The slowdown in port activity in Hong Kong, as in the rest of the world, hides the real story on welcome developments in the city (photo:

Perhaps counter-intuitively, Hong Kong's shipping industry has performed well in terms of the number of businesses and employment, as the world economy made a cautious recovery in 2010, before the Eurozone crisis gathered pace.

Hong Kong's official statistics show the number of establishments engaged in cross-border water transport – including shipowners, ship agents and managers, shipping companies and local offices of overseas shipping companies – increased by some 40 per cent from 323 in 2008 to 456 in 2010.

From a trough in 2006, the number of people engaged in the cross-border water industry also increased by about 40 per cent from 10,110 in 2006 to 14,137 in 2010, indicating an expanding industry despite the worsening external environment.

Save for the slump touched off by the international financial crisis of 2008-2009, business receipts and profits of Hong Kong's shipping industry were also on the increase subsequently. In short, Hong Kong's cross-border waterborne industry coped very well with difficult times, recovering much faster than the BDI.

Among the many reasons for this could be the economic gravity shift from West to East, the surge in intra-regional trade and investment, and the rise of mainland shipowners and shipyards.

Flourishing International Maritime Centre

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Hong Kong Shipowners Association members own, manage and operate as much as nine per cent of the world's fleet(photo:

For a city to become and retain its status as an international maritime centre, it's imperative to draw upon and sustain professionals to create the necessary maritime services cluster. In fact, only a few cities in the world can maintain such a strong cluster, as a huge demand for maritime services is required to generate business volume.

Due to historical and geographic factors, Hong Kong has been attracting the world's leading maritime service elites to the city for many decades. Hong Kong shipowners ran enormous fleets in the 1980s, with Sir Yue Kong Pao and Chao Yung Tung considered the world's largest shipowners at that time. A good number of international maritime service professionals was attracted to Hong Kong to provide those influential shipowners such services as ship financing and chartering. Geographically speaking, Hong Kong was and still is a major international trading centre, with traders creating enough throughput to induce services.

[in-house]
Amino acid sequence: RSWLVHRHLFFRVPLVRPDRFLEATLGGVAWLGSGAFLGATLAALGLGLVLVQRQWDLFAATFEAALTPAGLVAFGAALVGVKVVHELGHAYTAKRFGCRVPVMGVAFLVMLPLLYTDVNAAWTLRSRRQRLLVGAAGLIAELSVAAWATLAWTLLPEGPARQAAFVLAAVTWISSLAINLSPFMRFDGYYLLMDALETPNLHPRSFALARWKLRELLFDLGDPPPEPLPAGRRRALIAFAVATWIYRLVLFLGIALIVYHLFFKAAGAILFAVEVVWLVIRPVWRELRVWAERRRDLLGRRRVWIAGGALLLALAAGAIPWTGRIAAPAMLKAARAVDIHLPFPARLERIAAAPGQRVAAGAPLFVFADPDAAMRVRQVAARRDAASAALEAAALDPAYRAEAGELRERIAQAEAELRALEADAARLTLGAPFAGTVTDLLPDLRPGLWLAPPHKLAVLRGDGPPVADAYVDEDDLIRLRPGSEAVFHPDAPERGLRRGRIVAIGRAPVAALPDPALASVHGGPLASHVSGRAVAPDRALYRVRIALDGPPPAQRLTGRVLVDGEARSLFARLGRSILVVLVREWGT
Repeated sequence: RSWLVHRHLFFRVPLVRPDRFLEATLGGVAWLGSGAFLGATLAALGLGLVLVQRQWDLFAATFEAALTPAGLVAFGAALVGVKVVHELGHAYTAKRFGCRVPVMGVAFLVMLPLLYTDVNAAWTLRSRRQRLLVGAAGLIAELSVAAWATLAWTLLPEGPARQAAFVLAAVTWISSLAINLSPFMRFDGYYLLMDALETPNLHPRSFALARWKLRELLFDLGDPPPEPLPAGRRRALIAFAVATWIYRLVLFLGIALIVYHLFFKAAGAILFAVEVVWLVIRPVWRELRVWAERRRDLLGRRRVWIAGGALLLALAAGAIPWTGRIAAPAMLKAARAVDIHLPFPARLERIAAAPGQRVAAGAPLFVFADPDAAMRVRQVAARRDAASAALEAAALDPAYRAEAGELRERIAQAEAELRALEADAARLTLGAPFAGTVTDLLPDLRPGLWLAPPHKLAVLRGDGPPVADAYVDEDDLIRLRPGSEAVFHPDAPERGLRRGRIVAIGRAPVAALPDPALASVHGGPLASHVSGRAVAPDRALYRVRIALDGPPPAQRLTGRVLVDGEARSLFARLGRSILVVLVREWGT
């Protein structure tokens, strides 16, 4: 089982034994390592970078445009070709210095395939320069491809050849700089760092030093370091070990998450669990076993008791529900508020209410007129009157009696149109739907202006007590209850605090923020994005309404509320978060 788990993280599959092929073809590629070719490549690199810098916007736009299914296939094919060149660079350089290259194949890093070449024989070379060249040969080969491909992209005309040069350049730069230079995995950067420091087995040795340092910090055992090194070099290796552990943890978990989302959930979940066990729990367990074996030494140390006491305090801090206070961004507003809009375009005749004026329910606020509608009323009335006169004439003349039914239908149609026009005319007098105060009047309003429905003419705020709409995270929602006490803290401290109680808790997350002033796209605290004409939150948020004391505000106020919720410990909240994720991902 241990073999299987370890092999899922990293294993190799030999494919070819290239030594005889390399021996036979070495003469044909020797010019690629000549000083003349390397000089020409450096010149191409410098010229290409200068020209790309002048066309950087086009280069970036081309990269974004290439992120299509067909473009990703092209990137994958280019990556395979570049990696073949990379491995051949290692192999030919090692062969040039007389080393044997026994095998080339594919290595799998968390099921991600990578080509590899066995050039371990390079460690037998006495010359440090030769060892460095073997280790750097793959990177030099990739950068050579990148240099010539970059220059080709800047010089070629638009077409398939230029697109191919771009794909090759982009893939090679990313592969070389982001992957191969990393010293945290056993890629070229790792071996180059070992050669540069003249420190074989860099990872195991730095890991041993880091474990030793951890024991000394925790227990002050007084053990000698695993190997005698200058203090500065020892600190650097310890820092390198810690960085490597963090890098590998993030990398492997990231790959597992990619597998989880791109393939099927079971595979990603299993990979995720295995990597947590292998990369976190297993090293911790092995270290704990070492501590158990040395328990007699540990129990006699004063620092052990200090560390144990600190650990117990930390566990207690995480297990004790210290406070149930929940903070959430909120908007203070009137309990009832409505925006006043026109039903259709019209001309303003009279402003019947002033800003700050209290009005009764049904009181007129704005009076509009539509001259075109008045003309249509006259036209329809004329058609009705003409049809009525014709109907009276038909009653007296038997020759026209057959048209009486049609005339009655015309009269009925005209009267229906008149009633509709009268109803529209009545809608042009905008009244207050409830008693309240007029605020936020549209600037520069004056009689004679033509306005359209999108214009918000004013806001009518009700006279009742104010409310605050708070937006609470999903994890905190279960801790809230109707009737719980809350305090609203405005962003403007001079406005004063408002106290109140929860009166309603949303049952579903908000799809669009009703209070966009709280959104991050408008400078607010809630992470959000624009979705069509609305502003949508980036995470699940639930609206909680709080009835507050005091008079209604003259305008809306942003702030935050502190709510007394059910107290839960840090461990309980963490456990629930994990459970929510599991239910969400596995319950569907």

According to a Hong Kong Government survey, more than 3,700 overseas companies have set up their regional headquarters or offices in Hong Kong, with half of them engaged in import and export trades.

A recent Hong Kong Trade Development Council survey found that most Hong Kong manufacturers and traders sourced products on the mainland, while carrying out sales, marketing, finance and insurance arrangements in Hong Kong. Building on a strong maritime cluster foundation, both shipowners and cargo traders continue to command a strong presence in Hong Kong, helping alleviate the adverse impact of the 2008-2009 international financial crisis on Hong Kong's maritime industry.

Based on the deadweight tonnage reported by the Hong Kong Shipowners Association, their members own, manage and operate as much as nine per cent of the world's fleet. In 2010 and 2011, Hong Kong's import and export trades increased by 24 per cent and 11 per cent respectively, reaching US$910 billion at the end of 2011. In short, Hong Kong's shipping sector is holding a firm course in difficult times.

For more on international trade trends, please see the March issue of the HKTDC Trade Quarterly, which can be ordered at: